Intended for healthcare professionals

Papers

Impact of supplementing newborn infants with vitamin A on early infant mortality: community based randomised trial in southern India

BMJ 2003; 327 doi: https://doi.org/10.1136/bmj.327.7409.254 (Published 31 July 2003) Cite this as: BMJ 2003;327:254
  1. Lakshmi Rahmathullah, director1,
  2. James M Tielsch, professor (jtielsch{at}jhsph.edu)2,
  3. R D Thulasiraj, executive director3,
  4. Joanne Katz, professor2,
  5. Christian Coles, assistant research professor2,
  6. Sheela Devi, research coordinator3,
  7. Rajeesh John, biostatistician3,
  8. Karthik Prakash, biostatistician3,
  9. A V Sadanand, faculty3,
  10. N Edwin, professor4,
  11. C Kamaraj, professor4
  1. 1Aravind Centre for Women, Children and Community Health, Madurai, Tamil Nadu, India
  2. 2Department of International Health, Bloomberg School of Public Health, Johns Hopkins University, Baltimore, MD 21205-2103, USA
  3. 3Lions-Aravind Institute for Community Ophthalmology, Madurai, Tamil Nadu, India
  4. 4Department of Pediatrics, Madurai Medical College, Madurai, Tamil Nadu, India
  1. Correspondence to: J M Tielsch
  • Accepted 16 April 2003

Abstract

Objective To assess the impact of supplementing newborn infants with vitamin A on mortality at age 6 months.

Design Community based, randomised, double blind, placebo controlled trial.

Setting Two rural districts of Tamil Nadu, southern India.

Participants 11 619 newborn infants allocated 24 000 IU oral vitamin A or placebo on days 1 and 2 after delivery.

Main outcome measure Primary outcome measure was mortality at age 6 months.

Results Infants in the vitamin A group had a 22% reduction in total mortality (95%confidence interval 4% to 37%) compared with those in the placebo group. Vitamin A had an impact on mortality between two weeks and three months after treatment, with no additional impact after three months.

Conclusion Supplementing newborn infants with vitamin A can significantly reduce early infant mortality.

Footnotes

  • Contributors LR, JT, RDT, and JK helped design the study. LR, JT, RDT, CC, SD, and AVS supervised the conduct of the study, JT, RDT, JK, RJ, and KP were involved in the analysis and interpretation of the data. LR, CC, NE, and CK were involved in the interpretation of the data. JK and KP designed the data management system. NE and CK reviewed the verbal autopsies and determined the cause of death for the study. All authors contributed to writing or editing the manuscript, or both. JT will act as guarantor for the paper.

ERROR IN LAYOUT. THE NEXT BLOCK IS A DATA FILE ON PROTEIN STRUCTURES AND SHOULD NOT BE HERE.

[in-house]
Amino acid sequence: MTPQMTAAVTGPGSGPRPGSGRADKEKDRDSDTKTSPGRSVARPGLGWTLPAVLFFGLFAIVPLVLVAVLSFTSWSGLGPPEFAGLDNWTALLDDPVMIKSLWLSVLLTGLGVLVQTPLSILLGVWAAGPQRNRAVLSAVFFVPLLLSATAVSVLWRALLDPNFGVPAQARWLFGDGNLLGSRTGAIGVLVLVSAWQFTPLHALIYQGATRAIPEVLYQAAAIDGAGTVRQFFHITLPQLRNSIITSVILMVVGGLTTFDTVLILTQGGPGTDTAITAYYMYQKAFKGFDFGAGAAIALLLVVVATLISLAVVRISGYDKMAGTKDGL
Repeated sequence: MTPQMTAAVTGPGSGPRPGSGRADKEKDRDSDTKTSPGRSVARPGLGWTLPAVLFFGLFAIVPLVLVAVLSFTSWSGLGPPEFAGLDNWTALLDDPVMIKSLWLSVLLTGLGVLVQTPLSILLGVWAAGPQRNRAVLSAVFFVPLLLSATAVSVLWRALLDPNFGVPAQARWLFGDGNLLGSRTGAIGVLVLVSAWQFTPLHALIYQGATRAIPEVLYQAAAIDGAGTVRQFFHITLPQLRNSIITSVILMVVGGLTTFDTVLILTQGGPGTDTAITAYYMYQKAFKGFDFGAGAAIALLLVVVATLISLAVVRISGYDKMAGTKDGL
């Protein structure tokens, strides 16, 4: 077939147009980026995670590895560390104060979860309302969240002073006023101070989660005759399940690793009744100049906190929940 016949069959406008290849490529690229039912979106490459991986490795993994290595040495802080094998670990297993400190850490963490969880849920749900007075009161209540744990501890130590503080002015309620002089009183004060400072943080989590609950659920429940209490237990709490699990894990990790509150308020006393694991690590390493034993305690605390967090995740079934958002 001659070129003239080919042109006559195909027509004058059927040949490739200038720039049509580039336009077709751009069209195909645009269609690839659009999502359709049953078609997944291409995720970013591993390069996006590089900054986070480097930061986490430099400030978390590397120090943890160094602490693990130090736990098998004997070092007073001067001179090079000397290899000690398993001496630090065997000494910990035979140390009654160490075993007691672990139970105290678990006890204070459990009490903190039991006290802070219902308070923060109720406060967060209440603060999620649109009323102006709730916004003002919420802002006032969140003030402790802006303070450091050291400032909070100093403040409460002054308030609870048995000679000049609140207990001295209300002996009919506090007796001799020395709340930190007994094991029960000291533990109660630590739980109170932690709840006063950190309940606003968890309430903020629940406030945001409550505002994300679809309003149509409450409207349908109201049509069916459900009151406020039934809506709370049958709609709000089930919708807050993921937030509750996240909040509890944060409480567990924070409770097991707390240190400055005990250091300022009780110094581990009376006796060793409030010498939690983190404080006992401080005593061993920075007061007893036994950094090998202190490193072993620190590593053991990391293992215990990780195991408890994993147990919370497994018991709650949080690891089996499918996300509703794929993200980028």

• Funding This study received support from Cooperative Agreement No HRN-A-00-97-00015-00 between the Center for Human Nutrition (Bloomberg School of Public Health, Johns Hopkins University) and the Office of Health and Nutrition (US Agency for International Development, Washington DC), the Bill and Melinda Gates Foundation (Seattle, Washington), and Task Force Sight and Life (Basel, Switzerland). These financial supporters had no role in the design, conduct, analysis, or reporting of this study.

  • Competing interests JMT, JK, and CC have received support from the Sight and Life Institute, Center for Human Nutrition, Johns Hopkins Bloomberg School of Public Health. The institute was established with a gift from Task Force Sight and Life, Roche.

  • Ethical approval: This study was approved by the Aravind Eye and Children's Hospitals, the Department of Health, Tamil Nadu state government, and the Committee on Human Research of the Johns Hopkins Bloomberg School of Public Health.

View Full Text